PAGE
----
by Stuart Larman
Have you ever wondered what most professional athletes do when they retire? Many people never think about it but it’s a serious question that needs to be asked. For a lot of athletes the options are limited but some are able to use their previous status to provide future income. This is certainly the case for Tsutomu Nishino.
A professional soccer player with J. League giants Urawa Reds for nine seasons, Nishino went on to study for an MBA in soccer business in Liverpool to prolong his career in the industry. While studying, various opportunities arose, the most prominent of which was recently launched in Japan.
Socatots is a football development program for children aged one to five years old that teaches coordination, ball control and other skills in a wildly fun environment. Currently with three locations in Minato and Meguro wards, the program will expand within these wards and beyond in 2007.
Socatots started in the United Kingdom and has gradually spread around the world, with schools as spread out as Brazil, Australia and now Japan. When Nishino first visited the main school in Garforth, Yorkshire two years ago, he was so impressed by how much fun the toddlers were having while learning that it became his long-term goal to introduce the program to Japan. “It was so impressive. Something I had never seen in Japan but I knew it would be popular with young parents in Japan. The kids were learning basic football skills in such a fun way that I could see how over the years they would develop advanced skills naturally,” Nishino recalls.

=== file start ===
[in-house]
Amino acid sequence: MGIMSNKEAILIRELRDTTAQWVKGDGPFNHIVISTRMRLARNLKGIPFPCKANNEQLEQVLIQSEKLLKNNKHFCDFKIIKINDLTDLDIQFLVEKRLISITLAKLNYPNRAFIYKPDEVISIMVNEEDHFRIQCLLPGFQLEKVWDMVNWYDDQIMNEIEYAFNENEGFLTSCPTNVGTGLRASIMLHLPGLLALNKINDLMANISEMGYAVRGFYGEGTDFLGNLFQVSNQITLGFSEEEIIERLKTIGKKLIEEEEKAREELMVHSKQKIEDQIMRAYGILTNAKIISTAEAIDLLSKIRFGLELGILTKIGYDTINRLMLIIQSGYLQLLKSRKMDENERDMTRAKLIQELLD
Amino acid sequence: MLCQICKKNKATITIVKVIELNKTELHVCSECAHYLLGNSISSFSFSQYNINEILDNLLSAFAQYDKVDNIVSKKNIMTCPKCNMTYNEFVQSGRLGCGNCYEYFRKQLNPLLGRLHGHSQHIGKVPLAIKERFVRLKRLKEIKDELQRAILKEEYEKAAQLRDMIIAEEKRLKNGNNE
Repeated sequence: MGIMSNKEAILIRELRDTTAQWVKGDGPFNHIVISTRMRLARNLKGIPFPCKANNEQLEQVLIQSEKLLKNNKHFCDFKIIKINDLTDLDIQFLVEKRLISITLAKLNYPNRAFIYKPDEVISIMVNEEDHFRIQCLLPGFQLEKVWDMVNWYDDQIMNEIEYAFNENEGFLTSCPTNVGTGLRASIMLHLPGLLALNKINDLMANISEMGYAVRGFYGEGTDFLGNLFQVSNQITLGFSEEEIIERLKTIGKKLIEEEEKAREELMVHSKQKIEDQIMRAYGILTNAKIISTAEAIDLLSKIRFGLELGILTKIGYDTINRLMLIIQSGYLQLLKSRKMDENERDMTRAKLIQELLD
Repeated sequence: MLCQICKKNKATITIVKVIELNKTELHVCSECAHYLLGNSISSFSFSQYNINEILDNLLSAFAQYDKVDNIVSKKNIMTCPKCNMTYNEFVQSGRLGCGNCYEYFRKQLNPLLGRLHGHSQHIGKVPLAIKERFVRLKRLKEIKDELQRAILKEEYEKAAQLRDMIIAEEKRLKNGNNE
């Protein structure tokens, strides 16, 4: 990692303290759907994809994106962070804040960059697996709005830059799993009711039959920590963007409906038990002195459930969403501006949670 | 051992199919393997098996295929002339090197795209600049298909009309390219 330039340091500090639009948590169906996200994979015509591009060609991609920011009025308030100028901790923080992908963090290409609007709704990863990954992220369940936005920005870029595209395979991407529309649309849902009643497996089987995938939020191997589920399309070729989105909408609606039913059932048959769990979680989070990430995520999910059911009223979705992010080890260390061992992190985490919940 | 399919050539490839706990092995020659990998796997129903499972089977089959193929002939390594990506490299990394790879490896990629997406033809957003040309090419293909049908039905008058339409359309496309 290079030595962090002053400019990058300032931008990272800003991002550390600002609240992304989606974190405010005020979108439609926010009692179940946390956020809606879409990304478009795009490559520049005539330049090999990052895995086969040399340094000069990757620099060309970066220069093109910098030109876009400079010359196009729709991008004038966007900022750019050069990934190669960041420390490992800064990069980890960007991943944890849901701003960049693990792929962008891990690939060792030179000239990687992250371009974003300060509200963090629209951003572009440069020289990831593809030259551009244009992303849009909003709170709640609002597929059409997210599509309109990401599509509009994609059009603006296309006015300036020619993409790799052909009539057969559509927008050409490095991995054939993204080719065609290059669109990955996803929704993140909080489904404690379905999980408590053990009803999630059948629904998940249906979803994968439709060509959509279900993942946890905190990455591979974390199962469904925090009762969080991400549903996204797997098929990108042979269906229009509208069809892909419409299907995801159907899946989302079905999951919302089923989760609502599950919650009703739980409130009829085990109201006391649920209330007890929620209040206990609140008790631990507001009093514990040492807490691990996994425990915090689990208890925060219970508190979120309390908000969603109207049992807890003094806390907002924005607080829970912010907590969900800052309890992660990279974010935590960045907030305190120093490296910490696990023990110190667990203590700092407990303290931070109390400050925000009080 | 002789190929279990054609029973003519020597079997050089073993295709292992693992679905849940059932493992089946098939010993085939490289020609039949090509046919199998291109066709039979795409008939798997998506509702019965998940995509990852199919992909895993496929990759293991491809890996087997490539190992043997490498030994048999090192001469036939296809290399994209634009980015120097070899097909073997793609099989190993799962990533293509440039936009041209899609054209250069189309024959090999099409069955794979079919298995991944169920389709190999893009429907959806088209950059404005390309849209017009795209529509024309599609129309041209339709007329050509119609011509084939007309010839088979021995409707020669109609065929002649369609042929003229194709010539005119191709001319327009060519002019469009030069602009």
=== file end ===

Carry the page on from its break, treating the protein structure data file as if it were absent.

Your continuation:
At the time, Nishino was a parent of three year old twin boys (there has since been a female addition to the Nishino family), only one of whom was looking like following in his fathers footsteps. And this was another factor that appealed to him, he explain, “one of my sons was interested in football but the other wasn’t. I could see that through Socatots both of them could do the same activity together but still focus on each individual interest.”